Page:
Writing this review in 2011, it is quite ironic that although this movie wasn’t brilliantly received on its first opening, it can certainly be viewed now as ahead of its time. This picture deals with the “celebrity” and the mania that surrounds a fanatic. We see nowadays with pop stars and film stars the attention they receive in public from everyday people and this film seems to consult a subject that is relevant in our society almost 30 years later.
The storyline is quite simple – a wannabe comedian hassles and bothers his celebrity comedian idol (Jerry Lewis) until he is forced into drastic measures. Scorsese has given us some psycho/sociopath characters over the years in Travis Bickle (Robert De Niro in Taxi Driver), Max Cady (De Niro in Cape Fear), Tommy DeVito (Joe Pesci in Goodfellas) and Nicky Santoro (Pesci in Casino) to name a few, and once The King of Comedy has been viewed, you can certainly add Rupert Pupkin to that list, wonderfully played by Robert De Niro (in his 5th film under the direction of Scorsese).
Pupkin is a character most people identify with as we look to a better future and wish to be held in higher esteem. De Niro is perfect as Pupkin in a very underrated role. He brings the everyday man to the character as well as displaying a combination of comedy and horror at the same time as his character delves into a disturbed state.
The film itself is funny and has some wonderful lines and scenes that are memorable days after viewing. Films like this aren’t made any more, films that is a real character study of a average man trying to be anything but average.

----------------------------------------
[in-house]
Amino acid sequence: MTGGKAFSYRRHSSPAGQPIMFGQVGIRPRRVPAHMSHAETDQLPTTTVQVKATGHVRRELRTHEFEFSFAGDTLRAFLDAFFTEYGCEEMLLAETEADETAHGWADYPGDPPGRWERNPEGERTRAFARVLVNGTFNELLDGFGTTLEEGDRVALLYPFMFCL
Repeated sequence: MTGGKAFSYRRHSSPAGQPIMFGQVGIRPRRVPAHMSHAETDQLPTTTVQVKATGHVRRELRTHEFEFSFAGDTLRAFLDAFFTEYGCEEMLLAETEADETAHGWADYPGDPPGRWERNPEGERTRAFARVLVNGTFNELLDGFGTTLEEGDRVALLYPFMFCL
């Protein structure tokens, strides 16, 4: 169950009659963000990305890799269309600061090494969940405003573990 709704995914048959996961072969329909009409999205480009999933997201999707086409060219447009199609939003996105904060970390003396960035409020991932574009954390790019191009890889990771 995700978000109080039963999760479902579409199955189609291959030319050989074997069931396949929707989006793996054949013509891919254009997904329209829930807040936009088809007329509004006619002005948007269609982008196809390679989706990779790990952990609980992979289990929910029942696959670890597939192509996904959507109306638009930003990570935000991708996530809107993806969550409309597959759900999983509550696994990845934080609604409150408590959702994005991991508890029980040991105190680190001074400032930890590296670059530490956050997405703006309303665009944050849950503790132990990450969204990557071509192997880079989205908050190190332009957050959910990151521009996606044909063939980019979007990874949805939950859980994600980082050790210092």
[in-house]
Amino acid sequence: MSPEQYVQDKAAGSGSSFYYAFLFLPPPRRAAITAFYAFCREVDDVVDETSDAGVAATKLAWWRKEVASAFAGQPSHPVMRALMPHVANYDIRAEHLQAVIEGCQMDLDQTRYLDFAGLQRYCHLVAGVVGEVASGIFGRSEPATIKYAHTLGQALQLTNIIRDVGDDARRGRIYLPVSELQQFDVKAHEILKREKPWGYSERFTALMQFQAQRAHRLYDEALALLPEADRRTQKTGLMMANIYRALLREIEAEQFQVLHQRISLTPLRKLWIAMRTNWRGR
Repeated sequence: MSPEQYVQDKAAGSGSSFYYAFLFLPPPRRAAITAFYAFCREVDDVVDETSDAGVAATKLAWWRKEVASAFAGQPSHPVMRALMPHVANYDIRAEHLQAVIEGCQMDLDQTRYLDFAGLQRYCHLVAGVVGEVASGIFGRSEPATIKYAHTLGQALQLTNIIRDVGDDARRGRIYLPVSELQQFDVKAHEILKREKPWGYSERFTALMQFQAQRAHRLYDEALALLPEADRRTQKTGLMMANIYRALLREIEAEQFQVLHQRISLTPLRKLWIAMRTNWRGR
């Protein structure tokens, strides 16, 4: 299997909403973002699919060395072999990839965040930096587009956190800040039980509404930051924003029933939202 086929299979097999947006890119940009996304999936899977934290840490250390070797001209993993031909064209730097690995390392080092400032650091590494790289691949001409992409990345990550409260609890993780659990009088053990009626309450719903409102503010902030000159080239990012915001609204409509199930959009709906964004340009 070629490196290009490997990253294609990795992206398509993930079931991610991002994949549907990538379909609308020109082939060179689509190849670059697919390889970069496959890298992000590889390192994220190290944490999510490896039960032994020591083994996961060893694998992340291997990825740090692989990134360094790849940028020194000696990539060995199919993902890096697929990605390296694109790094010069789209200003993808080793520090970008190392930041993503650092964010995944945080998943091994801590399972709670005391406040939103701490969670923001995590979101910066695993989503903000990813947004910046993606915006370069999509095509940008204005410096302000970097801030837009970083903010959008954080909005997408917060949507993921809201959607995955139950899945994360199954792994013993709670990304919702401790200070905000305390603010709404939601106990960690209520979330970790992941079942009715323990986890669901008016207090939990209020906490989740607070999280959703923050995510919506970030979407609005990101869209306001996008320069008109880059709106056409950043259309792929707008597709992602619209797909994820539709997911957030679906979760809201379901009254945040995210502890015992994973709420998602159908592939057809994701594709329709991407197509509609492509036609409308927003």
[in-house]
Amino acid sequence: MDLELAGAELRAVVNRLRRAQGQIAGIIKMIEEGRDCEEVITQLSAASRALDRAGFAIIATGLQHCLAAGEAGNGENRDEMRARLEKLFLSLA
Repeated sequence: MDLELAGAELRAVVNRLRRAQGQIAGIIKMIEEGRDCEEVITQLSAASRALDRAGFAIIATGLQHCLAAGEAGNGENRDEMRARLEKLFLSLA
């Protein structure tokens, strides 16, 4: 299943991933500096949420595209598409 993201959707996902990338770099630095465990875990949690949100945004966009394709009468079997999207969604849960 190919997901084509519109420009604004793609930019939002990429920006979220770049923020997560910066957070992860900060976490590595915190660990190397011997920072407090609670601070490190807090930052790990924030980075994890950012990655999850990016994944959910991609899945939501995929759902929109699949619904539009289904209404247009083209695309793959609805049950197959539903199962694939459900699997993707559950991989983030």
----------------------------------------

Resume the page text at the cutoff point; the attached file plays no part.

The rest of the cast are also quite brilliant in this picture. Jerry Lewis kind of playing himself as a famous comedian (the chemistry is brilliant with Lewis and De Niro), and Sandra Bernhard as De Niro’s rival fan who has a lustful agenda toward the famous comedian.
Also look out for cameo’s by Martin Scorsese (as a TV director) and his late mother Catherine, who plays Rupert’s mother off-screen as we only hear her holla’s from upstairs in the house.
If you are a fan of De Niro or Scorsese, or just a fan of black comedy, this is a film for you. Very underrated and has an unusual PG rating for a Scorsese/De Niro movie as it is what is not said that is easy to see for the audience. Great film!
- Currently 4.0/5 Stars.
An extremely well done film from Martin Scorsese that brings together comedy and horror quite nicely. Robert De Niro gave one of his best performances as Rupert Pupkin, the talk show host that never was. It is a highly suspenseful and shocking film that should be essential to any fan of Scorsese or De Niro. What makes it so bizarre is the fact that it seems so realistic, there’s no out of control moments or sporadic craziness. There’s more of a slow descent into madness. Of course it’s beautifully shot and inventive, that comes hand in hand with the name Scorsese. However, this is really a slower and more deadpan approach than usual. There aren’t any tough talking characters or overly hectic scenes, it’s just one man going around pretending he’s someone famous.
- Currently 5.0/5 Stars.